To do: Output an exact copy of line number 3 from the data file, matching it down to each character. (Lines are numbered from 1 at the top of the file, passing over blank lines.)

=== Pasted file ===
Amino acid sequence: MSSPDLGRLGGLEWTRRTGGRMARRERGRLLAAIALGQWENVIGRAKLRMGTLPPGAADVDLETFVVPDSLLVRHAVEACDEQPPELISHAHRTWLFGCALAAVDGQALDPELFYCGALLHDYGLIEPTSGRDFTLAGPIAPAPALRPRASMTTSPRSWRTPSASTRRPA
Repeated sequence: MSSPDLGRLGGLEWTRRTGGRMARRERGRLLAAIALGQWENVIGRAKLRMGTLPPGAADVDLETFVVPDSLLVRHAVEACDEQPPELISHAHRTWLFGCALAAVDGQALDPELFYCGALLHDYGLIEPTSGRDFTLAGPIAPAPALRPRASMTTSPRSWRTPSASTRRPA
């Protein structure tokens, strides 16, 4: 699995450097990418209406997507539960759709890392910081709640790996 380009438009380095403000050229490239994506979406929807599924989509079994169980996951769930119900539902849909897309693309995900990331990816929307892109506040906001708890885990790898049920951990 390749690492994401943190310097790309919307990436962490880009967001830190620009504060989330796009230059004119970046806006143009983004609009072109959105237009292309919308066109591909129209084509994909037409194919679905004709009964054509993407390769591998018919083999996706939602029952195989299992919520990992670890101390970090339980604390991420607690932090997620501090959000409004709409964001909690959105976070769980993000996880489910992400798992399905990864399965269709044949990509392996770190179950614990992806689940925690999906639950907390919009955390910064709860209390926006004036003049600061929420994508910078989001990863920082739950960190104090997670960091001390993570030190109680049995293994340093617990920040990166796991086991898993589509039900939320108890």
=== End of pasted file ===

């Protein structure tokens, strides 16, 4: 699995450097990418209406997507539960759709890392910081709640790996 380009438009380095403000050229490239994506979406929807599924989509079994169980996951769930119900539902849909897309693309995900990331990816929307892109506040906001708890885990790898049920951990 390749690492994401943190310097790309919307990436962490880009967001830190620009504060989330796009230059004119970046806006143009983004609009072109959105237009292309919308066109591909129209084509994909037409194919679905004709009964054509993407390769591998018919083999996706939602029952195989299992919520990992670890101390970090339980604390991420607690932090997620501090959000409004709409964001909690959105976070769980993000996880489910992400798992399905990864399965269709044949990509392996770190179950614990992806689940925690999906639950907390919009955390910064709860209390926006004036003049600061929420994508910078989001990863920082739950960190104090997670960091001390993570030190109680049995293994340093617990920040990166796991086991898993589509039900939320108890």